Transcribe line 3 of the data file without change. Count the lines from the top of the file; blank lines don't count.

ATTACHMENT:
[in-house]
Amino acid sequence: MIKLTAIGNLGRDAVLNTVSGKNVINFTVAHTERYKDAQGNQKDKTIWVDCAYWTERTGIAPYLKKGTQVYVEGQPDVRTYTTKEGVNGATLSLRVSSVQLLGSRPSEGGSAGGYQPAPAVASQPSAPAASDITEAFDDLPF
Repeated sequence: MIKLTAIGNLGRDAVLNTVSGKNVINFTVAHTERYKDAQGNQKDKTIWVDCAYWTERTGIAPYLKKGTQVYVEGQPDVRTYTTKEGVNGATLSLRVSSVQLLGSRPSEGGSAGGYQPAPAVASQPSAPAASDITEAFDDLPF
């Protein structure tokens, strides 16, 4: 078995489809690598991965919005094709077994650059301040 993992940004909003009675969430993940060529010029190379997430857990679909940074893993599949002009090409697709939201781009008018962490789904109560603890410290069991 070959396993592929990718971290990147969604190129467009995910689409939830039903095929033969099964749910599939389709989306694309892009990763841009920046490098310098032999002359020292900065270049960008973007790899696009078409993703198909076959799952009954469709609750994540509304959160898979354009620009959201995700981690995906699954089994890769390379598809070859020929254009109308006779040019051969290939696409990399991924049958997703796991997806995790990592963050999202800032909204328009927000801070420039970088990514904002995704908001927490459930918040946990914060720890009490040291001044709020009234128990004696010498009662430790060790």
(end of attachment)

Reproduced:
Repeated sequence: MIKLTAIGNLGRDAVLNTVSGKNVINFTVAHTERYKDAQGNQKDKTIWVDCAYWTERTGIAPYLKKGTQVYVEGQPDVRTYTTKEGVNGATLSLRVSSVQLLGSRPSEGGSAGGYQPAPAVASQPSAPAASDITEAFDDLPF